The Highwaymen ride together into the sunset in this update to John Wayne’s classic Western
Do you love the Highwaymen, the country music supergroup made up of several Outlaw legends? Do you love simple, straightforward Westerns? Then this 1986 made for television version of Stagecoach is your movie. Led by music icons Willie Nelson, Johnny Cash, Kris Kristofferson and Waylon Jennings as actors this time around, it is a breezy remake of John Ford’s classic Western that made John Wayne a star. Made in the days when television movies were still a respectable entertainment option, it’s a great deal of fun to see these music legends play cowboys and Indians together in a proven formula.
This very Eighties production is a basic update to the original Stagecoach’s plot with its primary attraction being the Highwaymen playing various characters. While all four music icons appeared in various movie roles over their careers as side projects to their long music careers, only Kris Kristofferson could be considered an accomplished actor of the bunch. In fact, Kristofferson’s music career took a backseat at times during his heyday in the Seventies with several major roles in films such as A Star Is Born. He plays the Ringo Kid in Stagecoach, a misunderstood outlaw that crosses paths with the stagecoach as it travels through dangerous Apache territory.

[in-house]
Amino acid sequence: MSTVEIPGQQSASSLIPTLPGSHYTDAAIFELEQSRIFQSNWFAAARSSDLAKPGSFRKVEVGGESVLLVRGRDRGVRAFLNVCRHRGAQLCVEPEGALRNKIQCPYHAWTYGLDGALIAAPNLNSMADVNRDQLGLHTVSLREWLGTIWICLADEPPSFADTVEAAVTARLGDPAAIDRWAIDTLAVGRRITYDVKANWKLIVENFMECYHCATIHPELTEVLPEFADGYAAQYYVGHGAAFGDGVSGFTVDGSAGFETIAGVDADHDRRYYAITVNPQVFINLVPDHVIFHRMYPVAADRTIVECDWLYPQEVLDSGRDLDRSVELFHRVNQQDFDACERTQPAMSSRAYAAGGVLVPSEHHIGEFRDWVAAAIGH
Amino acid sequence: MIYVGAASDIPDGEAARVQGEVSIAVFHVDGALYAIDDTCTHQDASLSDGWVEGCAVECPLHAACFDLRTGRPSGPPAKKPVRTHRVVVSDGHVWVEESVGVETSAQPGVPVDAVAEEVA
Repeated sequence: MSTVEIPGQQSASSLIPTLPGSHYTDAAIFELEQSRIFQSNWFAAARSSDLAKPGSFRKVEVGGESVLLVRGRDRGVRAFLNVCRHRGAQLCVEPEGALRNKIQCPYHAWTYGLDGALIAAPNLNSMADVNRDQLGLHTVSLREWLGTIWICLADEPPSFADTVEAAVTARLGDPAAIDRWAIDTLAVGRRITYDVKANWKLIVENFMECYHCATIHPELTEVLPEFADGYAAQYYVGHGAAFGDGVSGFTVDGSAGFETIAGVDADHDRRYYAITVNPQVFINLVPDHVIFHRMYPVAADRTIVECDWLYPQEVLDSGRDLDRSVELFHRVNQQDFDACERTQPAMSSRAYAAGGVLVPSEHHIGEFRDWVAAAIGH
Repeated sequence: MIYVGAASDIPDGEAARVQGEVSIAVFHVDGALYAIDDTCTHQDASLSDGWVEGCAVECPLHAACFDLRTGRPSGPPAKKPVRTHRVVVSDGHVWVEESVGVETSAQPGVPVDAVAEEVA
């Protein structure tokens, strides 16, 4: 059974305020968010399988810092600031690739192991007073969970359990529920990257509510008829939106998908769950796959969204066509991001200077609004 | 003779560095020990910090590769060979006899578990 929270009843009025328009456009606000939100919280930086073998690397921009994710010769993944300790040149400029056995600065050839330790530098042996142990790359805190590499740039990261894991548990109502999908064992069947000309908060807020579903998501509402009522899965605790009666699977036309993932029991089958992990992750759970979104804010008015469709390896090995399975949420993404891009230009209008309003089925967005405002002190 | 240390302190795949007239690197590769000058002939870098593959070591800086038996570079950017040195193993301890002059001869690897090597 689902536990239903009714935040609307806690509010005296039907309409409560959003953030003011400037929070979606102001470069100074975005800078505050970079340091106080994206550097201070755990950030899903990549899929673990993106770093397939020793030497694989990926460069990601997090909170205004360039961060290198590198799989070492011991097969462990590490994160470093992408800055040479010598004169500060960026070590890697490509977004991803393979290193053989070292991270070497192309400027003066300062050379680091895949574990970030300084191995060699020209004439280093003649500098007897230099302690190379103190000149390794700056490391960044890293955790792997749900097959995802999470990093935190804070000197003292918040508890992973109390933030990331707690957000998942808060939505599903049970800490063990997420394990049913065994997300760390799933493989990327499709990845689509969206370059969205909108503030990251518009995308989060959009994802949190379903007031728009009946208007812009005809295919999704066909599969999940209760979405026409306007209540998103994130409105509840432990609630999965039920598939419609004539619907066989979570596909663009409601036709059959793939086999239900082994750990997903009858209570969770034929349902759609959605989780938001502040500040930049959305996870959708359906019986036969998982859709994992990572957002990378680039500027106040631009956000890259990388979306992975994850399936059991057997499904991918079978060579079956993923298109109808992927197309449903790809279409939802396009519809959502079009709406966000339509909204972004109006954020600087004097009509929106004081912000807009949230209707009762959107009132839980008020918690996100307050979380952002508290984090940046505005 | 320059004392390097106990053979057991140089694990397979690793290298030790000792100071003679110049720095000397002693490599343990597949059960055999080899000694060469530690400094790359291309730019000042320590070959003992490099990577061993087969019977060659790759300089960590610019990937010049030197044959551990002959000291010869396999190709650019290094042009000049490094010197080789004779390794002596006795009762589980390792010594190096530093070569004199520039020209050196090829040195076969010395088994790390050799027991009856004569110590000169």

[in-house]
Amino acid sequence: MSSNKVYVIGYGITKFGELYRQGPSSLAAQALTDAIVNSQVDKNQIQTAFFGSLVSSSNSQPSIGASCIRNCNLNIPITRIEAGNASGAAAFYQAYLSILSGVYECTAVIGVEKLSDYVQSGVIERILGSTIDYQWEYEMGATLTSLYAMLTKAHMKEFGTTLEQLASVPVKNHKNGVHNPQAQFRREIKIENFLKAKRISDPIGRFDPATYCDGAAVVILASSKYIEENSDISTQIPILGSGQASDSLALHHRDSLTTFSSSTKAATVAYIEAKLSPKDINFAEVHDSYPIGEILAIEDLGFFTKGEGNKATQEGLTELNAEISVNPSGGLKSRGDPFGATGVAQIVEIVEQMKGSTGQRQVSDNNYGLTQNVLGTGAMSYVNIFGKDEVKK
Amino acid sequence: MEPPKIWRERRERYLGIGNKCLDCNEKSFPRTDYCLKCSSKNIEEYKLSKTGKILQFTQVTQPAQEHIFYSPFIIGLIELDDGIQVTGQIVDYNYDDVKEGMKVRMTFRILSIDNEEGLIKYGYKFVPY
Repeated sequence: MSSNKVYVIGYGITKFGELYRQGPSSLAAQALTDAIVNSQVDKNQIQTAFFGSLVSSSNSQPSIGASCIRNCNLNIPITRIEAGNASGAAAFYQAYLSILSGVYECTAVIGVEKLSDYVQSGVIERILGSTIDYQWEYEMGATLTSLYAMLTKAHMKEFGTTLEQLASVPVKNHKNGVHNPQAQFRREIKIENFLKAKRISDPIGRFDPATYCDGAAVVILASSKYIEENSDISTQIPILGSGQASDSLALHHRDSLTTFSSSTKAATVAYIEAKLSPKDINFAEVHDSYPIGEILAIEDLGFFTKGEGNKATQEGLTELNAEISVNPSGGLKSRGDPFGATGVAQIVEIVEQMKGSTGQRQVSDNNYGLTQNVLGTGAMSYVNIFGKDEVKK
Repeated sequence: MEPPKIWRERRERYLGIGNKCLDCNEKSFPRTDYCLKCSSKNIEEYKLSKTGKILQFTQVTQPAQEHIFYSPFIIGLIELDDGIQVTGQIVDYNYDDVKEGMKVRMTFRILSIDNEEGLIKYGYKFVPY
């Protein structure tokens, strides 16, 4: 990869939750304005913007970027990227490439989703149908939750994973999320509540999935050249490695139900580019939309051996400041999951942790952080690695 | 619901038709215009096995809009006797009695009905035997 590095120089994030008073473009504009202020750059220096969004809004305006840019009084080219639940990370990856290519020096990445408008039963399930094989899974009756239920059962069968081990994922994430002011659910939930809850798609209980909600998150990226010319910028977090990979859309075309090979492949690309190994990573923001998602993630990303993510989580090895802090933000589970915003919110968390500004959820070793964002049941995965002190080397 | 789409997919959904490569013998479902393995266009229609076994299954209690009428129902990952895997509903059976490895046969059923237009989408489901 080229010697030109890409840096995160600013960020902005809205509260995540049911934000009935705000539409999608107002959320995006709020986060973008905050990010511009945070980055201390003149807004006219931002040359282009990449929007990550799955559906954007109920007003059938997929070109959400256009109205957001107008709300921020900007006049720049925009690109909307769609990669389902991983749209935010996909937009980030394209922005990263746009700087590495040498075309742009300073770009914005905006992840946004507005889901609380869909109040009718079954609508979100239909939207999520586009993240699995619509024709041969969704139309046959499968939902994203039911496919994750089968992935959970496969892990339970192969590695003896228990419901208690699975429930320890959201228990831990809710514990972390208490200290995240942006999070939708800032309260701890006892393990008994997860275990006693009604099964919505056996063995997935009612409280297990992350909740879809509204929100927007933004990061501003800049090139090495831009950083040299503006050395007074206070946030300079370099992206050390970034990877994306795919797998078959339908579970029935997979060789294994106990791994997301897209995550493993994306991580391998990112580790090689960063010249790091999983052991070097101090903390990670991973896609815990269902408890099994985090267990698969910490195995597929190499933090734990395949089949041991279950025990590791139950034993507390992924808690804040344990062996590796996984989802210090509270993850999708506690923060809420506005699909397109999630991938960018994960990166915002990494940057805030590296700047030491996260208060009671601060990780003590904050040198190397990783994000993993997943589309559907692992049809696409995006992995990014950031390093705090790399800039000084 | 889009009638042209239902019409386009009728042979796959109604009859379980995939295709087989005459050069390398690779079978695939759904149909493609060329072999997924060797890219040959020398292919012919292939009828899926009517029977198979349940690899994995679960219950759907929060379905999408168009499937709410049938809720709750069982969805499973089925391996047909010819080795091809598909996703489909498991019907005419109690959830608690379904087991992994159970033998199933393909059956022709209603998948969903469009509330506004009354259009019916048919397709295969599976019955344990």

Having released their first album together in 1985 with a #1 hit in Highwayman, someone got the bright idea of branding the Highwaymen as throwbacks to the Western era and it stuck almost immediately, especially to their fans across the country. All four musicians hailed from a genre that became known as Outlaw Country. Their music played outside the rules laid down by Nashville, country music’s establishment for decades.
Music plays less importance in the movie than one would expect…
Music plays less importance in the movie than one would expect…
The Highwaymen’s first music video could practically work as a trailer for Stagecoach, showing them in traditional Western garb on a stagecoach. While no one would confuse Johnny Cash, Willie Nelson or Waylon Jennings as master thespians, the performers had been in front of cameras for decades by the time Stagecoach rolled around. All three give credible performances. Their natural charisma and personality help a great deal, adding a certain charm for example to Cash’s laconic Marshal Curly Wilcox. Producers soon figured out that fans liked seeing these men in Western-themed movies and they all ended up with a string of credits from low-budget Westerns made in the Eighties.
Along for the ride are actors John Schneider (Dukes of Hazzard) and Elizabeth Ashley, among others. Johnny Cash’s fans should look for a cameo by June Carter Cash and their son, John Cash. Music plays less importance in the movie than one would expect, though I suspect licensing issues for television likely made adding their hit songs too expensive. The only actual song performance we get is a theme song for Stagecoach, sung by Willie Nelson in his inimitable style. Country musician David Allan Coe and Willie Nelson are credited with the light instrumental soundtrack, similar in spirit to music first heard on the Highwaymen’s album.